I see your point on the extreme corner: could be a bit misleading at times for some (otherwise good) lenses that ran out of good glass coverage there. But other than that, I'd say it's a gold standard of bum-tests.


PostPosted: Mon Jul 20, 2020 3:03 pm    Post subject: Reply with quote

And how is infinity focus achieved? By turning the focus ring against the stop? Many lenses focus beyond infinity. By live view? Well, that is prone to error -- where in the frame is the "infinity" getting focused? Field curvature as was mentioned can make for focus errors. Iirc in another thread said something about trying corner focus, which makes sense to me when evaluating corner performance, but I don't recall the reasons that didn't work. When corner is in-focus, is center? If not there's a clear case of field curvature. There is also the effects of focus plane placement on CA.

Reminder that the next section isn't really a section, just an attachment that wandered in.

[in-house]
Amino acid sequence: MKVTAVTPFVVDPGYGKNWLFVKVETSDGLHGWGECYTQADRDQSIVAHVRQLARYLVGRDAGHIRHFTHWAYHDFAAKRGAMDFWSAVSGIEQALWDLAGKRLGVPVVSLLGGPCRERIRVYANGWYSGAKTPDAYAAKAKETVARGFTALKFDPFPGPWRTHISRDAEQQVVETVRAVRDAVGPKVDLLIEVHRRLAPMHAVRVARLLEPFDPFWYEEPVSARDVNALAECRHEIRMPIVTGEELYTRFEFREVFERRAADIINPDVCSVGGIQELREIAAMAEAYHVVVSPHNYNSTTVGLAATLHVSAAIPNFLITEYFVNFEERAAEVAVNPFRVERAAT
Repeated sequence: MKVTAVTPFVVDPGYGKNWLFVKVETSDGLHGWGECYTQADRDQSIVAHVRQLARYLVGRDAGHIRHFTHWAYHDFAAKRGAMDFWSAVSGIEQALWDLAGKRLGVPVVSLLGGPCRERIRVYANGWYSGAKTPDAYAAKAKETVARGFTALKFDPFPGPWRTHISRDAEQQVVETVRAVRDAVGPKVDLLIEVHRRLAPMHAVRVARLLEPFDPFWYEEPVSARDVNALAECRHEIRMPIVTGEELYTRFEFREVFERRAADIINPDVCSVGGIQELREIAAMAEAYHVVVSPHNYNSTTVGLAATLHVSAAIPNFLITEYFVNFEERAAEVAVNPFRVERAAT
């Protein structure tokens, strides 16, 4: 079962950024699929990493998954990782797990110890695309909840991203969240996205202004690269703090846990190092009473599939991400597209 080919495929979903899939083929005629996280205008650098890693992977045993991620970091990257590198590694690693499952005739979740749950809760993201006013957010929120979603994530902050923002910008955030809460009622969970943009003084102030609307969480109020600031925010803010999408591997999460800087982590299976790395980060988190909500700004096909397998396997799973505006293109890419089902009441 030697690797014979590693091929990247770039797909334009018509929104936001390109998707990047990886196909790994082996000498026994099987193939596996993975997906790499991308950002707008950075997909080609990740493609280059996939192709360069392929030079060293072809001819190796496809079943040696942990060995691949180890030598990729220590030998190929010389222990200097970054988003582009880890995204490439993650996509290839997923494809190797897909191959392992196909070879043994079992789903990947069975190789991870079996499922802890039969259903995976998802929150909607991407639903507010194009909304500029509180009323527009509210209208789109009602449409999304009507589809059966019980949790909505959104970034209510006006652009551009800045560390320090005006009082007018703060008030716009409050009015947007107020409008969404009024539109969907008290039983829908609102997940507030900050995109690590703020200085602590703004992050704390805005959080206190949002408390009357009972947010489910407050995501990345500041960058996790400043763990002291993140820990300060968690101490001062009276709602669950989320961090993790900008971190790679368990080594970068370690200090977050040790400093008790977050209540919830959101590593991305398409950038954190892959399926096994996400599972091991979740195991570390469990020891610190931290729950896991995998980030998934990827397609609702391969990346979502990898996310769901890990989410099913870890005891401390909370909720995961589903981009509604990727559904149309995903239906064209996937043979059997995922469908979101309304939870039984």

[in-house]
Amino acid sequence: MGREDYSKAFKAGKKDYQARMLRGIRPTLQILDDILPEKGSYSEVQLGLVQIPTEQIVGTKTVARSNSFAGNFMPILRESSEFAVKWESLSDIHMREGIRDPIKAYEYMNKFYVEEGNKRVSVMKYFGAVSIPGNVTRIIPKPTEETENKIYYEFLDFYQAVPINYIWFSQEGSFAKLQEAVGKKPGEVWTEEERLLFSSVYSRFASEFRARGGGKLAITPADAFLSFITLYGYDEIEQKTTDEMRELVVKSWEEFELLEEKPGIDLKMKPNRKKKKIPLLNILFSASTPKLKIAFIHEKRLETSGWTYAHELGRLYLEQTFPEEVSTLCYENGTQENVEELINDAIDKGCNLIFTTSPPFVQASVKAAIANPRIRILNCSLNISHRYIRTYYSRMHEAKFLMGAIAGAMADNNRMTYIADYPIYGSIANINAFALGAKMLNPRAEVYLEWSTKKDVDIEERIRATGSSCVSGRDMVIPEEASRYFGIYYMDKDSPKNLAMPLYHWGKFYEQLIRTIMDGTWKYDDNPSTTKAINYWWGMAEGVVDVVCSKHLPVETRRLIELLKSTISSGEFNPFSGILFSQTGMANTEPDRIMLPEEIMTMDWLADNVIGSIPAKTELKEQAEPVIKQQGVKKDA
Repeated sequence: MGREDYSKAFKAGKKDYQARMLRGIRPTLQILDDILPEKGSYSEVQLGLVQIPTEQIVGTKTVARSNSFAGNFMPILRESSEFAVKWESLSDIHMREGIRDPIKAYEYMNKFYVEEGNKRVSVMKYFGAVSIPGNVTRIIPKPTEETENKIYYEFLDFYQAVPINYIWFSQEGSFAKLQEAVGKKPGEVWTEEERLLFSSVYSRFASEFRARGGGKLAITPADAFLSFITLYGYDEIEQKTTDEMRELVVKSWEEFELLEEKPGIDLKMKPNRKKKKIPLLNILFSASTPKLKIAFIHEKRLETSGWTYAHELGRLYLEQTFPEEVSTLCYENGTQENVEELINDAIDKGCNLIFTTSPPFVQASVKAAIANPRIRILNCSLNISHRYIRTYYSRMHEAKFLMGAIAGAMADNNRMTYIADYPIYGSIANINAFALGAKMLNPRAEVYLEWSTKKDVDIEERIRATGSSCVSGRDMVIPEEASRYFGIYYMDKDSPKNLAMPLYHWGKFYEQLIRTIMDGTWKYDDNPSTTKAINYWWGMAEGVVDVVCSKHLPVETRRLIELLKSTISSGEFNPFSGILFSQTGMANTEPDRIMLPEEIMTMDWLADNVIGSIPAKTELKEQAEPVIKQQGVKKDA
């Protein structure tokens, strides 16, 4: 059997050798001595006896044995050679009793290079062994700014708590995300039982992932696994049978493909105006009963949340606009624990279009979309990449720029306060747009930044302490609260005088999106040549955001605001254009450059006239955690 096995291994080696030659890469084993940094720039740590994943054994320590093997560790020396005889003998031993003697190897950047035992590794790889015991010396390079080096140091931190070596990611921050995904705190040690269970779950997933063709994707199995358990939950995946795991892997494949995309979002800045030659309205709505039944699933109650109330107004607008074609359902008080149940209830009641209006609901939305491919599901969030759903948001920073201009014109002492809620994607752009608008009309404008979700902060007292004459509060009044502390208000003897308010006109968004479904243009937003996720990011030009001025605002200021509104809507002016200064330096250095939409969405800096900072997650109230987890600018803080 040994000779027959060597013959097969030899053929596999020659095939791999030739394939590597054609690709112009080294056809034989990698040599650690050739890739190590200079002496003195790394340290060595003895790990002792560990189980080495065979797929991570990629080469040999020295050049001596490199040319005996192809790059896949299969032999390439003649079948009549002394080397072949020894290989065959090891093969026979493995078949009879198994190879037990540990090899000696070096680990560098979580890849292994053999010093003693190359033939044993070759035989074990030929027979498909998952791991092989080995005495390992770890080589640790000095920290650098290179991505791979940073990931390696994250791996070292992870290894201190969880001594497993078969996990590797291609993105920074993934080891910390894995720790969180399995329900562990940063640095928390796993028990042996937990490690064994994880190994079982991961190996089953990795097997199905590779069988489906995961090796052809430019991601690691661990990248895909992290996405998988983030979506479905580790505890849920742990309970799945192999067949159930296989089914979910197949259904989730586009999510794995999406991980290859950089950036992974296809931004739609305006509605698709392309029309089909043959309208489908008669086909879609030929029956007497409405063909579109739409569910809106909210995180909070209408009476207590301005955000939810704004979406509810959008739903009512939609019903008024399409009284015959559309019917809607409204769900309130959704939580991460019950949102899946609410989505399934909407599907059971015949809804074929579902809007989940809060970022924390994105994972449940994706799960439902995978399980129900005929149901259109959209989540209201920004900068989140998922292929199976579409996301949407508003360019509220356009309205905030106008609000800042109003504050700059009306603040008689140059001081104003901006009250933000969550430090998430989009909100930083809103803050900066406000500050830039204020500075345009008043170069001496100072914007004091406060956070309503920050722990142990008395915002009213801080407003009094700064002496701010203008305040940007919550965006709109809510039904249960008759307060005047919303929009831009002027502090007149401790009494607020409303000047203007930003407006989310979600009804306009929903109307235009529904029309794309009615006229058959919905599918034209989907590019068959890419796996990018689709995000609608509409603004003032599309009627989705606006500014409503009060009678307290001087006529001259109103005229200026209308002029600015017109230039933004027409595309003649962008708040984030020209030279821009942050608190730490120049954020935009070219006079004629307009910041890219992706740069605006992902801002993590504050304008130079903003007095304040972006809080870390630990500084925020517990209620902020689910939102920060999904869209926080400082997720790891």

PostPosted: Mon Jul 20, 2020 3:14 pm    Post subject: Reply with quote

aidaho wrote:

I see your point on the extreme corner: could be a bit misleading at times for some (otherwise good) lenses that ran out of good glass coverage there. But other than that, I'd say it's a gold standard of bum-tests.


I agree. I've tested a lot of lenses and one test I always perform is with the lens's aperture wide open. Some shots at infinity (or close to it) and some at closest focusing distance. To me, this is the most difficult situation for a lens, whether wide angle or telephoto (or a zoom), and is where it will show a lens's true mettle.


PostPosted: Mon Jul 20, 2020 7:35 pm    Post subject: Reply with quote

cooltouch wrote:
aidaho wrote:

I see your point on the extreme corner: could be a bit misleading at times for some (otherwise good) lenses that ran out of good glass coverage there. But other than that, I'd say it's a gold standard of bum-tests.


I agree. I've tested a lot of lenses and one test I always perform is with the lens's aperture wide open. Some shots at infinity (or close to it) and some at closest focusing distance. To me, this is the most difficult situation for a lens, whether wide angle or telephoto (or a zoom), and is where it will show a lens's true mettle.